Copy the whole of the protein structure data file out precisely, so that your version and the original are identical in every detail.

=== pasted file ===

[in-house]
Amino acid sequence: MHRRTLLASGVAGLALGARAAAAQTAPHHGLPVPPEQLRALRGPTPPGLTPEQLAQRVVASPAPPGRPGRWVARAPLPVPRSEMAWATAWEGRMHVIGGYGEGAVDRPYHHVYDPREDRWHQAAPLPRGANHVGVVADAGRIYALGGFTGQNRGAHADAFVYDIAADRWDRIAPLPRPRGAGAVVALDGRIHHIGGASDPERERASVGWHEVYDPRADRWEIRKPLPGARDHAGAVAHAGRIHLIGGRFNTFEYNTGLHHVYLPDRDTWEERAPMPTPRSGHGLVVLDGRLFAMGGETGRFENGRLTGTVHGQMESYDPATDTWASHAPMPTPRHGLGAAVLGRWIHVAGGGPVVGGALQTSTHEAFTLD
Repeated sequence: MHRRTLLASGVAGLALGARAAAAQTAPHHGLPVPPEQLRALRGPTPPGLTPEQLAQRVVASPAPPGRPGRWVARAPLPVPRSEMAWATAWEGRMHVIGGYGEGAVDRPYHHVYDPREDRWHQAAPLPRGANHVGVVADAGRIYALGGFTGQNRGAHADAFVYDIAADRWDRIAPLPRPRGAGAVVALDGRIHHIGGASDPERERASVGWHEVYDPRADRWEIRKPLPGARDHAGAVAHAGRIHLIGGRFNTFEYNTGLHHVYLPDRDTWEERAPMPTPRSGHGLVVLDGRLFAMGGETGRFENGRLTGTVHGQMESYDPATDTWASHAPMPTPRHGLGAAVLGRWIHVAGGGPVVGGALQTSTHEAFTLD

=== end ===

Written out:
[in-house]
Amino acid sequence: MHRRTLLASGVAGLALGARAAAAQTAPHHGLPVPPEQLRALRGPTPPGLTPEQLAQRVVASPAPPGRPGRWVARAPLPVPRSEMAWATAWEGRMHVIGGYGEGAVDRPYHHVYDPREDRWHQAAPLPRGANHVGVVADAGRIYALGGFTGQNRGAHADAFVYDIAADRWDRIAPLPRPRGAGAVVALDGRIHHIGGASDPERERASVGWHEVYDPRADRWEIRKPLPGARDHAGAVAHAGRIHLIGGRFNTFEYNTGLHHVYLPDRDTWEERAPMPTPRSGHGLVVLDGRLFAMGGETGRFENGRLTGTVHGQMESYDPATDTWASHAPMPTPRHGLGAAVLGRWIHVAGGGPVVGGALQTSTHEAFTLD
Repeated sequence: MHRRTLLASGVAGLALGARAAAAQTAPHHGLPVPPEQLRALRGPTPPGLTPEQLAQRVVASPAPPGRPGRWVARAPLPVPRSEMAWATAWEGRMHVIGGYGEGAVDRPYHHVYDPREDRWHQAAPLPRGANHVGVVADAGRIYALGGFTGQNRGAHADAFVYDIAADRWDRIAPLPRPRGAGAVVALDGRIHHIGGASDPERERASVGWHEVYDPRADRWEIRKPLPGARDHAGAVAHAGRIHLIGGRFNTFEYNTGLHHVYLPDRDTWEERAPMPTPRSGHGLVVLDGRLFAMGGETGRFENGRLTGTVHGQMESYDPATDTWASHAPMPTPRHGLGAAVLGRWIHVAGGGPVVGGALQTSTHEAFTLD